If a plebiscite is set, it would give activists like Cariño a chance to debate the complexities of regional autonomy.
But this could be an uphill climb. Senatorial topnotcher Robin Padilla is now head of the constitutional amendment committee, favoring federalization, which would be at odds with the Cordillera. Padilla has been saying that he descended from the Ibaloy Cariños to which Joanna belongs.
And Ferdinand Marcos Jr.’s party is Partido Federal ng Pilipinas.
President Rodrigo Duterte also allowed the building of the Chico River Dam starting in May 2020, renaming it the Chico River Irrigation Pump Project. It is part of the $1.1 billion loan commitment of China to the Philippines. The project alone will cost P4.37 billion, partly financed by China Eximbank with a loan of P3.6 billion.
When the project was inaugurated in 2019, the National Irrigation Administration said it would increase rice production in Kalinga to 36,000 metric tons of rice, benefiting 4,000 rice farmers. It is supposed to be finished in 2022.
Mindanao and beyond
One of the most engaging Youtube shows was shown in December 2021, featuring a young man talking to his grandmother in Ilocano. Only, they were in Sultan Kudarat.
The old woman recalled her part in the Ilocano diaspora, going to Mindanao on a boat from Tarlac, which was already an extension of Ilocos at that time.
She spoke about her frontier life and how she struggled with malaria and other tropical diseases, and about the Japanese forces that invaded them.
The video has garnered 150,000 views and earned 1,000 comments, all from Ilocanos sharing their collective experiences as Ilocanos in a strange town.
Like Narra, which is considered the Rice Granary of Palawan, the towns where the Ilocanos settled – like Tacurong, Tagum City, Kabacan, and many others – became progressive towns because of the unity of the Ilocanos in lending a hand to each other.
Watching the video indeed showed the solidarity of Ilocanos in Sultan Kudarat during hard times.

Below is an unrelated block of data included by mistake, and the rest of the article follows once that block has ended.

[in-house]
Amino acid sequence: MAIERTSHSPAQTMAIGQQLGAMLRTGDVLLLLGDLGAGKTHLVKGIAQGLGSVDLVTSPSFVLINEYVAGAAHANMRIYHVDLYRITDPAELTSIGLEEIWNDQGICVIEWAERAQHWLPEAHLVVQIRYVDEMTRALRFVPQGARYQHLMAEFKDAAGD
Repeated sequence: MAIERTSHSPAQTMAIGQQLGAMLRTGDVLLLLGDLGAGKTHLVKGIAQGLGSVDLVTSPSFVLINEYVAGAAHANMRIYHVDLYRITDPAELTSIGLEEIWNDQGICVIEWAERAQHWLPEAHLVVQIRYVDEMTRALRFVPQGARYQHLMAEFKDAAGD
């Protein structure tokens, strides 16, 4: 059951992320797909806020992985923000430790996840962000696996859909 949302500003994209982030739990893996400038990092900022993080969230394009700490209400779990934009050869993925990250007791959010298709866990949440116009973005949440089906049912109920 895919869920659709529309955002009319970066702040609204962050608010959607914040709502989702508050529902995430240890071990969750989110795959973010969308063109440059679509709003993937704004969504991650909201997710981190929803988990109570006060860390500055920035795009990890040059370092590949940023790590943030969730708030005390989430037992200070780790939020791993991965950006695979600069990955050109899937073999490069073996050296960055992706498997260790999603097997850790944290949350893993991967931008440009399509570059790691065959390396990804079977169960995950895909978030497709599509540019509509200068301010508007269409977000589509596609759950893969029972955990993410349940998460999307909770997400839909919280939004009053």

This is what Bongbong Marcos referred to in 2016 as part of the Little Solid South. It is composed mostly of towns in North Cotabato, particularly Makilala, Kidapawan, Matalam, Kabacan and Midsayap – the towns where the Ilocano migrants settled.
Kabacan, for example, is said to be 65% of Ilocano heritage.
“We are already here in Mindanao, in the South, but I still feel the presence of the Solid North,” said Marcos in 2016.
Anthropologist Arnold Molina Azurin said that the Solid North may be about vote manipulation and the 3Gs.
“But there is a better wall of appreciation of the Solid North mentality as a cultural survival kit pioneered by migrating and evacuating Ilocano clans far from their homelands,” he said.
“The first farmers brought by the friars and colonialists in Mindanao and Palawan were Ilocanos who were hardy farmers,” he said. “Most important for them was the solidarity in developing their communities and sharing whatever they had during the very lean times. This cultural livelihood solidarity was the Ilocanos’ survival system,” he said.
Molina said that this even became evident among the Ilocanos in Hawaii, California, and Alaska, where they worked as farmers and laborers.
“The Solid North is a very reliable way of maintaining pioneer communities,” he said. – Rappler.com
(To be continued)
Read the series here:
- Solid North ‘bus’ zooms on as political juggernaut
- Blood and money, not gold and honey, birthed Solid North
- Solid North rebounds years after Marcos’ exile, death
This series was made possible by Internews.